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RENÉ CHARTRAND, ILLUSTRATED BY RON VOLSTAD
CANADIAN FORCES IN WORLD WAR II

Alpine troop training in Yoho National Park, British Columbia, 1943; the Canadian Rocky Mountains offered ideal conditions for this type of training. The white parka has white fur hood trim. (Canadian Dept of National Defence, ZK-330)

Finally, the 1st Cdn Inf Div and a tank brigade landed in force in Sicily in July 1943 as part of the British 8th Army, and subsequently crossed onto the Italian mainland. At last the army was being used, and used well; and the arrival of 5th Cdn Armd Div brought the strength of I Cdn Corps in Italy to 75,000 men. Many more Canadians remained in England; and these men would finally have their chance to avenge the dead of Dieppe on 6 June 1944 at Juno Beach in Normandy. Here the 3rd Cdn Inf Div saw hard fighting, taking 1,000 casualties in the course of getting further inland other Allied formation by nightfall on D-Day.

By the end of July the 1st Canadian Army was operational; with the 2nd and 3rd Cdn Inf, 4th Cdn and 1st Polish Armd Divs under command, Gen.Crerar's army played a major role in the battle to close die Falaise Pocket in August. In the autumn the Canadians were tasked with liberating the coastal areas of France, Belgium and Holland - difficult, often flooded terrain through which they slogged steadily forward, usually in wretched weather and against bitter last-ditch resistance, with their British comrades on their right flank. Mam other Allied formations were brought under Gen.Crerar's command, and at times during the Rhineland fighting of February-March 1943. 1st Canadian Army comprised up to 13 divisions. The 3rd Inf Div and 1st Cdn Parachute Bn spearheaded the crossing of the Rhine in late March. Joined by 1 Cdn Corps from Italy, 1st Cdn Army had liberated northern Holland by the time of the ceasefire on 4 May which preceded the unconditional surrender of German forces in the theatre. Since D-Day, Canadian troops in NW Europe had suffered some 48,000 casualties including 11,546 deaths.

Thereafter, attention focused on Japan. There had been a few Canadian warships in the Pacific. The 6th Inf Div, now to be made up entirely of volunteers, was reorganised in British Columbia during summer 1945, and a naval task force with aircraft carriers was planned. The surrender of Japan on 2 September put an end to all preparations; and massive demobilisation became the order of the day. The war was over, and Canadians wanted to get on with business. By 1946 the country was back to its traditionally small army, air and sea services made up of volunteers; but - with the Cold War looming - not as small as in 1939...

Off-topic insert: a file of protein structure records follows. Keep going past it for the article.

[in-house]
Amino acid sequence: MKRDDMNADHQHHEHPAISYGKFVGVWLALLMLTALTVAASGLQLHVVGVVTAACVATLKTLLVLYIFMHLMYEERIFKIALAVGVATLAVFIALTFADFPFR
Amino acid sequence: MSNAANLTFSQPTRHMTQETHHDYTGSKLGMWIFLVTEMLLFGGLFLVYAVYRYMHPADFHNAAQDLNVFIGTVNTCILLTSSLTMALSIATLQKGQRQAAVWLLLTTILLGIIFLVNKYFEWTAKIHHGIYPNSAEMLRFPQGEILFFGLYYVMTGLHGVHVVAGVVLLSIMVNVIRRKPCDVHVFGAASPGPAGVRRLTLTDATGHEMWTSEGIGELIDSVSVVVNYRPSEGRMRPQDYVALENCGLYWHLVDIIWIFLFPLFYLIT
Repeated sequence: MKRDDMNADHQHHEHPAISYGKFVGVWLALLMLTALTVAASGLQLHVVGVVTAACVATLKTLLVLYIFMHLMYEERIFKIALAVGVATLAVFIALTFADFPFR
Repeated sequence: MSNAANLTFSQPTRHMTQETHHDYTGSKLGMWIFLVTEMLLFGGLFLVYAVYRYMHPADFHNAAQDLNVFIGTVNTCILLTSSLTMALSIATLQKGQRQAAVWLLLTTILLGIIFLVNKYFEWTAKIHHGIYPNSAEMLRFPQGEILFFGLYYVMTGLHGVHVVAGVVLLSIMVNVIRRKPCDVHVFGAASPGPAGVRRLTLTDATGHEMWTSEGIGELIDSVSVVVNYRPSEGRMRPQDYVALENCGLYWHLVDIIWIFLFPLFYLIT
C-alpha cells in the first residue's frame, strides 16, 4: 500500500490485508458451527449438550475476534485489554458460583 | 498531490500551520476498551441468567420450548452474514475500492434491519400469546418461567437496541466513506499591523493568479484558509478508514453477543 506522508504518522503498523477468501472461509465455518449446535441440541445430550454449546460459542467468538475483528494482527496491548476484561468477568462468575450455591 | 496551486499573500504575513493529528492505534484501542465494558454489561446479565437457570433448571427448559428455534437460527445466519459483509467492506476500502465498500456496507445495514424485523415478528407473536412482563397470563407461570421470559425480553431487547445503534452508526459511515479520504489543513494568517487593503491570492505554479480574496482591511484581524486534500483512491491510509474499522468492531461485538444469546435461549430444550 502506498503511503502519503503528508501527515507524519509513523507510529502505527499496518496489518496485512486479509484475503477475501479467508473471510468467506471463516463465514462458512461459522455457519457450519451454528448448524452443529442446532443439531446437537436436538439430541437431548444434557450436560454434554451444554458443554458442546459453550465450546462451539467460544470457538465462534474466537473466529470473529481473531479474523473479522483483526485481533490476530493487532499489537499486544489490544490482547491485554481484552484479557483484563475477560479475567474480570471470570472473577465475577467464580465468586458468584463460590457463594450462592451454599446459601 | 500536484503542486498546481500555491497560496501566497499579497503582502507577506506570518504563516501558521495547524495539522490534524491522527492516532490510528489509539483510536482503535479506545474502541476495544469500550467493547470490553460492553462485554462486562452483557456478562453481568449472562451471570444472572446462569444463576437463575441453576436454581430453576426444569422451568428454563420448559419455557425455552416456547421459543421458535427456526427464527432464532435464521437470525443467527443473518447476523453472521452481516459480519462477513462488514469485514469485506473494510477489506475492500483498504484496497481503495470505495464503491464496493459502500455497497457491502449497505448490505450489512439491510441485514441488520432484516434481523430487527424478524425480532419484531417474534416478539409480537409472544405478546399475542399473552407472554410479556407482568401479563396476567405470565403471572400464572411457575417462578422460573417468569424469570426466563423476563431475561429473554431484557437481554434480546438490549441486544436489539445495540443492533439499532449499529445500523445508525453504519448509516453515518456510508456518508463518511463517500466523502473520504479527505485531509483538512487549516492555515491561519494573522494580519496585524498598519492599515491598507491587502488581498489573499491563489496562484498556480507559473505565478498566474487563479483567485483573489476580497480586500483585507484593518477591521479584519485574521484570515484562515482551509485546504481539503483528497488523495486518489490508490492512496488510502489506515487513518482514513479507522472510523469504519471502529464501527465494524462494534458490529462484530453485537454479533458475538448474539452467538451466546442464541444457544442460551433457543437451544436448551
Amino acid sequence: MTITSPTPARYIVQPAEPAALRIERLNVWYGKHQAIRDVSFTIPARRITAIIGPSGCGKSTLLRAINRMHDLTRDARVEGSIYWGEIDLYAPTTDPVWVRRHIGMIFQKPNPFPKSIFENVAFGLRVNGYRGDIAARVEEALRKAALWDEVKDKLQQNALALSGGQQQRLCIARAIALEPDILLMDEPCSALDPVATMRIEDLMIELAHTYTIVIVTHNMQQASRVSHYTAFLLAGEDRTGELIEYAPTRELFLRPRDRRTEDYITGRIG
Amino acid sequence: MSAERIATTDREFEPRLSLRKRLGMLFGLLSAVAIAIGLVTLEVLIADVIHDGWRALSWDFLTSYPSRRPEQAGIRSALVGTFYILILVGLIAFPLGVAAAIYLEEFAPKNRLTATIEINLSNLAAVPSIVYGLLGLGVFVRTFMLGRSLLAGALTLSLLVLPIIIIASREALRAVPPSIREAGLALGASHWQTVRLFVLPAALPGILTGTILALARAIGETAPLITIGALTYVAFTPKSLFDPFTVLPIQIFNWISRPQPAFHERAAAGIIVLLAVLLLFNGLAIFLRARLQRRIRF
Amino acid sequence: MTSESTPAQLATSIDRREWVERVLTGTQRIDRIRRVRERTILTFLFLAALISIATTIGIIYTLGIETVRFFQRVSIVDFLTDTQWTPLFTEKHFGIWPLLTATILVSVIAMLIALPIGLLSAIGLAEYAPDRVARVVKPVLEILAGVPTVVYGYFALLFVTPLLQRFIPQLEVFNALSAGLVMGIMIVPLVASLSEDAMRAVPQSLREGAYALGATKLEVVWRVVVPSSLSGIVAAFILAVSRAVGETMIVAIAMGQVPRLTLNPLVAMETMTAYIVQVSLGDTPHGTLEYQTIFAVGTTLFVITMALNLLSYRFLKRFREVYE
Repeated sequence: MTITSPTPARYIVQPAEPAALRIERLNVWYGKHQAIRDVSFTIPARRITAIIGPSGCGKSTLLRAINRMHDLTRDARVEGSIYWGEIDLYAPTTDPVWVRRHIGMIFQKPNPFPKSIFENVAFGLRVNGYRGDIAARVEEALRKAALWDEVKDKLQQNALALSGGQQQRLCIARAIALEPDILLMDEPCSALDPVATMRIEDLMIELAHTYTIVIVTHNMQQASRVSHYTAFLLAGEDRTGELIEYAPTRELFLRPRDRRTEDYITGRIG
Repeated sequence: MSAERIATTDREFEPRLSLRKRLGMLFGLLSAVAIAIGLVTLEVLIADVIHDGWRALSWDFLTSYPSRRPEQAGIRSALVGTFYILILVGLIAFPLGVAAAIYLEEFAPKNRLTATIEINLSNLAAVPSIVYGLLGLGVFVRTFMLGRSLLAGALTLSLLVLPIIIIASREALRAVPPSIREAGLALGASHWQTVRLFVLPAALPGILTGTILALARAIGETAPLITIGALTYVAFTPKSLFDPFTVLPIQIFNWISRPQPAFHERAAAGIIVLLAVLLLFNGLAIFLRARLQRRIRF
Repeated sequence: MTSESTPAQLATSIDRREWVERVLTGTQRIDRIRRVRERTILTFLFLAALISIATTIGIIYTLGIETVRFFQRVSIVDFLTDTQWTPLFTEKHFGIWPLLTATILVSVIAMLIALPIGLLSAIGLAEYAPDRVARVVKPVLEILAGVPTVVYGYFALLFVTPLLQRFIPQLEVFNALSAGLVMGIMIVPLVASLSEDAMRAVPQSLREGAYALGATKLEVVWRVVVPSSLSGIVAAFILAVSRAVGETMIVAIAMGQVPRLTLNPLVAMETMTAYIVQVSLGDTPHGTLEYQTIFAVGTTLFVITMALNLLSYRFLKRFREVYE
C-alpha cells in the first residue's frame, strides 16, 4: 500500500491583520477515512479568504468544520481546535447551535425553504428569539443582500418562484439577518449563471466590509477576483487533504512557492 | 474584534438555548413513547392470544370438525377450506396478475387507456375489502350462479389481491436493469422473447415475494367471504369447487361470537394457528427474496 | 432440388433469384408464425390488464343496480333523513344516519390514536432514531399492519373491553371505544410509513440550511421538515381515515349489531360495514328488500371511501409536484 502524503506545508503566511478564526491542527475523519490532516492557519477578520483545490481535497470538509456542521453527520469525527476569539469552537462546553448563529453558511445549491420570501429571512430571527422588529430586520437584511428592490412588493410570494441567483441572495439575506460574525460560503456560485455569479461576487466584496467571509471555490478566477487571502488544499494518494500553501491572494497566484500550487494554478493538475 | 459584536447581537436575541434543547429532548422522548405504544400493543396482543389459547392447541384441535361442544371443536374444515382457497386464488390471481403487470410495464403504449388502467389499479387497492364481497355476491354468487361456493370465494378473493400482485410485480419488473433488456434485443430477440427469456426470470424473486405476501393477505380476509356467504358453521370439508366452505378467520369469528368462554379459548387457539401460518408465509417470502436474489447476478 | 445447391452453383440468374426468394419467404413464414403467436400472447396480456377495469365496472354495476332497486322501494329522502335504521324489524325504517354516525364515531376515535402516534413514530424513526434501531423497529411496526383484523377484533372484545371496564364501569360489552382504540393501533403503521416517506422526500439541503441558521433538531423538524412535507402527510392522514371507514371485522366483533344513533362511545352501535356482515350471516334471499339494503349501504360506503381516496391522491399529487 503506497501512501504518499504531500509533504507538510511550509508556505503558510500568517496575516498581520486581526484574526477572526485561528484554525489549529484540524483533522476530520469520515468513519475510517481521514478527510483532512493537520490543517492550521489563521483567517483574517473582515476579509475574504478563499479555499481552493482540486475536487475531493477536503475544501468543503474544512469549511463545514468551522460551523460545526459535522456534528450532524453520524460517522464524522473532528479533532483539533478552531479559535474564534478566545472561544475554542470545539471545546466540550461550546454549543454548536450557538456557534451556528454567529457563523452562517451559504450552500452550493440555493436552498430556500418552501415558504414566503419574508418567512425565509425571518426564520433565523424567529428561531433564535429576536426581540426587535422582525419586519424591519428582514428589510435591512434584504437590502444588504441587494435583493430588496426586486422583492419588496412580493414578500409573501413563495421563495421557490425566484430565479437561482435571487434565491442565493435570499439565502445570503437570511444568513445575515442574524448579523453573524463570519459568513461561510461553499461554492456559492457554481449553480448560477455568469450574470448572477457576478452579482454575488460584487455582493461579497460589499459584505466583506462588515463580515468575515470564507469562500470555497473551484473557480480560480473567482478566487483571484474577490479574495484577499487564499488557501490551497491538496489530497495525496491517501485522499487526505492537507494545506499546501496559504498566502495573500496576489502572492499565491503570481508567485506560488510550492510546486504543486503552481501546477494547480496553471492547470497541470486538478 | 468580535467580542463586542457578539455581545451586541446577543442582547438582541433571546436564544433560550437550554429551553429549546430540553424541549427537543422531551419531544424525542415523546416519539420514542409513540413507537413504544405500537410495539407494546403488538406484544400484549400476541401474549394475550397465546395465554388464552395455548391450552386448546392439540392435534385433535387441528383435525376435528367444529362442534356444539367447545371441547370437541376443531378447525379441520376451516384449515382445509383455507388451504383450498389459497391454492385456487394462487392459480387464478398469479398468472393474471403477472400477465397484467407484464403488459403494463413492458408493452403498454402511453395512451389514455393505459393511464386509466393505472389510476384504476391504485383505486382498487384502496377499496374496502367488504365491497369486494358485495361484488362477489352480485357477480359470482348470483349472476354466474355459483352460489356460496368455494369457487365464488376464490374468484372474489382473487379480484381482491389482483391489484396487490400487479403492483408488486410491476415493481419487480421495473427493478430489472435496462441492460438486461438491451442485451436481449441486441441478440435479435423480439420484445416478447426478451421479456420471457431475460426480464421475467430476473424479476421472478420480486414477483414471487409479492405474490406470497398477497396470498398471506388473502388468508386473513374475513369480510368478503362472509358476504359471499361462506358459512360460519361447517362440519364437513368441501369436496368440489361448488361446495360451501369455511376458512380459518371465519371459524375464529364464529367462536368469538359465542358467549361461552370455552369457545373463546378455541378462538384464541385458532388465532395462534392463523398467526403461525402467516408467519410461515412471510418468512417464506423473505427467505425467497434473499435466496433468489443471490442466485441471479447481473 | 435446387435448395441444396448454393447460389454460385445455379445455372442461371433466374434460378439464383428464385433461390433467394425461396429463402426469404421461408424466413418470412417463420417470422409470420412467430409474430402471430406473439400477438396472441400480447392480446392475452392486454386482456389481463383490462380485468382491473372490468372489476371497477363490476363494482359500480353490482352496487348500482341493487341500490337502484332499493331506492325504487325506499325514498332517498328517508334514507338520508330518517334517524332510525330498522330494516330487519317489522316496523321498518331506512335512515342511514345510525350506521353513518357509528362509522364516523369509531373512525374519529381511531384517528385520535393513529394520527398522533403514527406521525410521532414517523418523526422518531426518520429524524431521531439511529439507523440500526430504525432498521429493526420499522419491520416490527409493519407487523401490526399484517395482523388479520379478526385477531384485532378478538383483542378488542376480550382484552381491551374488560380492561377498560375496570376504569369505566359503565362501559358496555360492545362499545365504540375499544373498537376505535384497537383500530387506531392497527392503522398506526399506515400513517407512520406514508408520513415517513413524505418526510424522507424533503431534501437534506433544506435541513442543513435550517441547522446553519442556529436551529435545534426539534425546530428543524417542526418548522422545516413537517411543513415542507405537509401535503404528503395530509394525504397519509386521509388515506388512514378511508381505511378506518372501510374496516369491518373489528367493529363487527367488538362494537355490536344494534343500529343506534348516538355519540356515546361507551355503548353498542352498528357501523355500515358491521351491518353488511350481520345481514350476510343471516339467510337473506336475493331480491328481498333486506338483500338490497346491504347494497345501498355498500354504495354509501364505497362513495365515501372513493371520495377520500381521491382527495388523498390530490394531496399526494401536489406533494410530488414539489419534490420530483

Normandy, 22 June 1944: Sapper C.W.Stevens, 18th Field Coy., Royal Canadian Engineers, using a mirror to check for anti-lifting booby traps under a German Tellermine. Note the profile of the new Mk III helmet issued to the 3rd Inf Div for the Normandy landings. Unusually, Stevens wears no insignia except the small length-of-service chevrons on his right forearm - one red chevron for each year, and the bottom one in white showing that he volunteered during the first year of the war. He has the officer's valise from the WE 37 set clipped to a belt loop of his BD trousers. (Ken Bell, National Archives of Canada, PA136278)

CHRONOLOGY

1939

1 September Germany invades Poland: partial mobilisation ordered in Canada.

3 September Britain and France declare war on Germany.

10 September Canadian Parliament formally declares war.

16 December 1st Canadian (Infantry) Division arrives in England.

17 December British Commonwealth Air Training Plan agreed, to be set up in Canada and managed by RGAF.

1940

10 May - 22 June. German invasion of Holland, Belgium and France ends with capitulation of France on 22 June. Elements of 1st Cdn Inf Div landed in Brittany, France, on 12 June but evacuated 17 June.

July-October. 94 Canadian aircrew take part in Battle of Britain, of whom 20 are killed.

August. Bulk of 2nd Inf Div arrives in UK, one brigade to Iceland until December.

December. 1st & 2nd Inf Divs in UK form Canadian Corps.

1941

June-July. 1st Army Tank Bde and 3rd Inf Div shipped to UK.

August. 645 men detached from 1st Inf Div participate in successful raid on Spitsbergen, Norway.

November. 5th Armd Div shipped to UK.

8-25 December. Following Japanese attacks on US, British and Dutch territories in Pacific and Asia, Royal Rifles of Canada and Winnipeg Grenadiers fight in doomed defence of Hong Kong; of 1,975 men, approx. 800 become casualties including 290 dead (another 264 will die in Japanese captivity).

1942

January. Formation of 4th Armd Div and 2nd Army Tank Bde ordered.

6-7 June. Attu and Kiska Islands (Aleutians) occupied by Japanese.

19 August. Disastrous raid by Canadian infantry and armoured units and British Commandos on Dieppe, France. Of 4,963 men of 2nd Cdn Inf Div committed, 3,367 become casualties.

August-October. 'Battle of St Lawrence' at its height; at least 23 ships sunk by U-boats in St Lawrence River and Gulf.

Summer. 4th Armd Div shipped to UK.

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